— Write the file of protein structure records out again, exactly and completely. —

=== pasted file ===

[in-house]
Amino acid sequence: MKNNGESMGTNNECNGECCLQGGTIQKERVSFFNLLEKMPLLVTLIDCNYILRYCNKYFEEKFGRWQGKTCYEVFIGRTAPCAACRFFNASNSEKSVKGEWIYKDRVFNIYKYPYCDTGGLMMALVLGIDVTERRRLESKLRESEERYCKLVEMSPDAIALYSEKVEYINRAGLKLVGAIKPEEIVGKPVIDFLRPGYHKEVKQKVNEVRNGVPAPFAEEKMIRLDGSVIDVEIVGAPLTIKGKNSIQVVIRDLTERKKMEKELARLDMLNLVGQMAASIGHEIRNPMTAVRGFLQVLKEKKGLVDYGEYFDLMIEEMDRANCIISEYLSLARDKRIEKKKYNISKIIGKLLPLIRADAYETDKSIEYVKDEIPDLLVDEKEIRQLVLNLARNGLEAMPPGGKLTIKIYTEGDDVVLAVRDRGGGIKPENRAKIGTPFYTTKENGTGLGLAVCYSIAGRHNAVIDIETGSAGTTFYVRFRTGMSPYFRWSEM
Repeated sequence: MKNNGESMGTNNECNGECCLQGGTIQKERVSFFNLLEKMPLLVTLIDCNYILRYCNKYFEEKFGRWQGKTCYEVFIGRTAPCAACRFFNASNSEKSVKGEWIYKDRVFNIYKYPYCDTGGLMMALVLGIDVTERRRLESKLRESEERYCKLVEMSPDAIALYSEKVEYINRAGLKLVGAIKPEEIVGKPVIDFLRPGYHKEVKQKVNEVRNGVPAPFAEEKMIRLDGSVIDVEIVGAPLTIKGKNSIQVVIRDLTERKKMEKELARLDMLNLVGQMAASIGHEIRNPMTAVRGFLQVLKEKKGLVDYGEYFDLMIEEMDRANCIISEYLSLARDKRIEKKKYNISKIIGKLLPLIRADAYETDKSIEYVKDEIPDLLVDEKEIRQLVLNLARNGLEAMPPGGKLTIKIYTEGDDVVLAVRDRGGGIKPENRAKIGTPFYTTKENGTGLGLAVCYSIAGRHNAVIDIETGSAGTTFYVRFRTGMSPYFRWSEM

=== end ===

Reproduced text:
[in-house]
Amino acid sequence: MKNNGESMGTNNECNGECCLQGGTIQKERVSFFNLLEKMPLLVTLIDCNYILRYCNKYFEEKFGRWQGKTCYEVFIGRTAPCAACRFFNASNSEKSVKGEWIYKDRVFNIYKYPYCDTGGLMMALVLGIDVTERRRLESKLRESEERYCKLVEMSPDAIALYSEKVEYINRAGLKLVGAIKPEEIVGKPVIDFLRPGYHKEVKQKVNEVRNGVPAPFAEEKMIRLDGSVIDVEIVGAPLTIKGKNSIQVVIRDLTERKKMEKELARLDMLNLVGQMAASIGHEIRNPMTAVRGFLQVLKEKKGLVDYGEYFDLMIEEMDRANCIISEYLSLARDKRIEKKKYNISKIIGKLLPLIRADAYETDKSIEYVKDEIPDLLVDEKEIRQLVLNLARNGLEAMPPGGKLTIKIYTEGDDVVLAVRDRGGGIKPENRAKIGTPFYTTKENGTGLGLAVCYSIAGRHNAVIDIETGSAGTTFYVRFRTGMSPYFRWSEM
Repeated sequence: MKNNGESMGTNNECNGECCLQGGTIQKERVSFFNLLEKMPLLVTLIDCNYILRYCNKYFEEKFGRWQGKTCYEVFIGRTAPCAACRFFNASNSEKSVKGEWIYKDRVFNIYKYPYCDTGGLMMALVLGIDVTERRRLESKLRESEERYCKLVEMSPDAIALYSEKVEYINRAGLKLVGAIKPEEIVGKPVIDFLRPGYHKEVKQKVNEVRNGVPAPFAEEKMIRLDGSVIDVEIVGAPLTIKGKNSIQVVIRDLTERKKMEKELARLDMLNLVGQMAASIGHEIRNPMTAVRGFLQVLKEKKGLVDYGEYFDLMIEEMDRANCIISEYLSLARDKRIEKKKYNISKIIGKLLPLIRADAYETDKSIEYVKDEIPDLLVDEKEIRQLVLNLARNGLEAMPPGGKLTIKIYTEGDDVVLAVRDRGGGIKPENRAKIGTPFYTTKENGTGLGLAVCYSIAGRHNAVIDIETGSAGTTFYVRFRTGMSPYFRWSEM